Author Topic: The price of grass fed and game  (Read 9280 times)

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Offline Polyvore

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The price of grass fed and game
« on: June 25, 2012, 05:57:03 pm »
How do you all afford  the damn food? I am looking around for grass fed and game meats in Australia... grass fed beef and lamb, wild boar and birds and other game meats. Even looking at imported buffalo, or really ANYTHING that isn't grain fed!

Everything is lean, and everything is $20AU/kg ++

Wild Boar Leg $35/kg, Buffalo Osso Bucco $25/kg, Kangaroo Fillet $21/kg, Free Range Maryland Fillet Skin on $20/kg

How do you get all your fats in if you eat grass fed and game meats?

I think I would starve before I could afford enough calories to feed myself.   :(

Offline wodgina

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Re: The price of grass fed and game
« Reply #1 on: June 25, 2012, 06:44:41 pm »
Just bought 8 kg of fatty grassfed mince for $12.95kg.

Anyway I eat grain finished all the time. Don't get hung up on the grass fed thing. I can get grain finished anything from $1.95-6.00kg.

It's still very good for you.
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Offline Polyvore

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Re: The price of grass fed and game
« Reply #2 on: June 25, 2012, 08:27:50 pm »
Oh,  I didn't realise, I thought everyone said not to touch the grain fed stuff. So should I worry about grain fed pork and poultry? It  isn't their natural diet, but they don't feed natural diets, even free range breeds.

Offline TylerDurden

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Re: The price of grass fed and game
« Reply #3 on: June 25, 2012, 09:08:39 pm »
I heavily disagree. I have never found raw, grain-finished to be any good. It's "less worse" than fully grainfed meats but that's all. Read this article for further info re this:-

http://donmatesz.blogspot.co.at/2011/01/practically-primal-guide-to_21.html

In the UK, I have found raw wild game to be far cheaper(eg:-  a whole raw wild hare carcass for 13 pounds sterling, which lasts me 2-3 days) and raw, grassfed meats are cheap provided I only buy raw organ-meats(which I anyway prefer) or raw grassfed minced meat. In Austria I cannot get hold of raw organ meats of suitable quality and the raw wild game is pretty expensive(but far more exotic, such as raw moufflon, raw wild boar etc.) but I stick to c.700g of raw meat a day and that still only costs me c.82 euros a week.

Standard tips on reducing costs for all members who want to save cash:-

1) When buying raw grassfed meats only buy raw organ-meats or raw, minced meats. Buying raw grassfed fillet or rump steak is sheer madness, and utterly pointless  - I actually find the cheapest cuts of meat to be more nutritious, not less. I've known many farmers give some of the raw organ-meats to me for free since I also buy some of their raw muscle-meats as well, and no one else wants the organ-meats, because they're stupid and brainwashed.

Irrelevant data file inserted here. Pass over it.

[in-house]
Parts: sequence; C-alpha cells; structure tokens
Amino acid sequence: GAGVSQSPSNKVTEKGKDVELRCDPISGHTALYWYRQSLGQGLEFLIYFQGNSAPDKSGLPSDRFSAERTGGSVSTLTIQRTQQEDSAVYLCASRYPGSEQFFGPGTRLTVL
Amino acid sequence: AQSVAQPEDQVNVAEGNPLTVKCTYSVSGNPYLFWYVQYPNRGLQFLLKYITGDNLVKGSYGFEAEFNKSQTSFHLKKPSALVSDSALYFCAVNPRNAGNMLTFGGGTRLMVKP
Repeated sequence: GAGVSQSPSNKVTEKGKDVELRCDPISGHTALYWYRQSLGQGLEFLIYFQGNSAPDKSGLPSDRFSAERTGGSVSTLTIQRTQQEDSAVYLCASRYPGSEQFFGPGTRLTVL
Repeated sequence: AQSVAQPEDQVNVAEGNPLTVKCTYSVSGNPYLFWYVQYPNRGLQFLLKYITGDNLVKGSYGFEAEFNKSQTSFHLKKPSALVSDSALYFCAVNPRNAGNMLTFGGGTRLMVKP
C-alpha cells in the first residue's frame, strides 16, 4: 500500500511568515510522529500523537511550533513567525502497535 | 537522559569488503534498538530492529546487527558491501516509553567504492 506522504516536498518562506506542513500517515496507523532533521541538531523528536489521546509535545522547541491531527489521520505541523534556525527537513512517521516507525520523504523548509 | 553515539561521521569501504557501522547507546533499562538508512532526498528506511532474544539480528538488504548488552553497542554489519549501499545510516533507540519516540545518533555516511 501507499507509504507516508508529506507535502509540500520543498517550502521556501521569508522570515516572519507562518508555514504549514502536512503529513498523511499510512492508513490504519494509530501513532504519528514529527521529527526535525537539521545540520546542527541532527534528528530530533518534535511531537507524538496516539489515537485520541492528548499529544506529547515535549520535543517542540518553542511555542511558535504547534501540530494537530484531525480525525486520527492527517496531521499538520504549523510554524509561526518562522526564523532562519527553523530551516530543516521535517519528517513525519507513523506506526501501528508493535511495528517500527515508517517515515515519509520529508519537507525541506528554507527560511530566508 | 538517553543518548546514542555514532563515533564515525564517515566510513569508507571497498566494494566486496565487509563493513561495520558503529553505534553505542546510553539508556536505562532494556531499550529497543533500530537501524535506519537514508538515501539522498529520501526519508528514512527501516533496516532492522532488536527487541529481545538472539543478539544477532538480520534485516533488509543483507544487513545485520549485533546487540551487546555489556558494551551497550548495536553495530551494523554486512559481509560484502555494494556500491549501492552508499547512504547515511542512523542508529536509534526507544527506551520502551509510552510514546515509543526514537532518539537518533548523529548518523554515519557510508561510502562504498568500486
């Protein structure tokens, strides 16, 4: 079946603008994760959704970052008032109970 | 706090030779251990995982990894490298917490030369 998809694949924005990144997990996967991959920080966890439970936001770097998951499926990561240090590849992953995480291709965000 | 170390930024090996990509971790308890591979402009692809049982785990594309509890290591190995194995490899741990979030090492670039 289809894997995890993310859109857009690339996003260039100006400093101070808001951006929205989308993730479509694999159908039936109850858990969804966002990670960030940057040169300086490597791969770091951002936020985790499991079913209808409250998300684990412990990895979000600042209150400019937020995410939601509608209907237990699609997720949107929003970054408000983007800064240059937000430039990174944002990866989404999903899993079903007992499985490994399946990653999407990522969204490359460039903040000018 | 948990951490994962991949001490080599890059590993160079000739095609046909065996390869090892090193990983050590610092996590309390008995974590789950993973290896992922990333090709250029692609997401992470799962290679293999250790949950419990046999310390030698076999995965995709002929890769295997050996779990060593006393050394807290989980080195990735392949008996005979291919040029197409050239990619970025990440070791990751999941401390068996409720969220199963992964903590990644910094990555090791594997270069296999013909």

2) Buy raw wild game if possible as it's (often but not always) cheaper. If you have a hunter/farmer friend you could even get wild game carcasses for free.

3) Go in for Intermittent Fasting(only 1 large meal a day, eaten within 4 hours):-
http://en.wikipedia.org/wiki/Intermittent_fasting

Trust me, you'll feel better if you do the above rather than following Aajonus's foolish advice to eat dozens of tiny small meals throughout the day. The less stress you put on the body re digestion, the more energy/effort the body can divert away towards healing.

4) If you're near the coast,  some of the raw seafood should be very cheap. You still have to be selective - I mean, raw lobster, raw scallops and raw wildcaught salmon will still be too expensive, while raw mussels, raw crabs, raw sardines and raw sprats/mackerels etc. should be dirt-cheap.


5) Re fats:- Raw organ-meats like raw marrow, raw tongue, raw brains, raw suet are mostly or wholly fat.

6) There are online groups which cater to those pet-owners who want to feed their pets on a high-quality raw(prey-model) diet. I know that US farms like Slanker's sell pet-grade food which people like Lex find perfectly acceptable for humans, that's a great way to cut down on costs. I'm too much of a snob to have tried that route yet, as I prefer raw wild game to any mere raw  grassfed meats, but I think it's worth a shot.

7) I understand that Australian Aborigines eat raw foods like the live witchetty grub. I don't suppose there's a chance that you could find some specimens and grow them for food? Just an eccentric idea.
"During the last campaign I knew what was happening. You know, they mocked me for my foreign policy and they laughed at my monetary policy. No more. No more.
" Ron Paul.

Offline goodsamaritan

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Re: The price of grass fed and game
« Reply #4 on: June 25, 2012, 09:12:15 pm »
I don't eat raw pork even if it is wild... I'm heeding the trichinosis rumor.

and I don't eat factory fed poultry... but I do eat raw organic chicken when I dream about it.

I can get lots of raw wild seafood every day.

I'm lucky seems most beef in my country is essentially free range due to the farming practices here.  (grass and grazing is free, feed costs money)

Goats are grass fed though they're too lean for my taste.

Lamb I get imported new zealand and it's expensive.

We have organic sources of duck meat and duck eggs.

Organic doesn't cost too much in my country.

I spend too much on food.
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Offline TylerDurden

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Re: The price of grass fed and game
« Reply #5 on: June 25, 2012, 09:15:58 pm »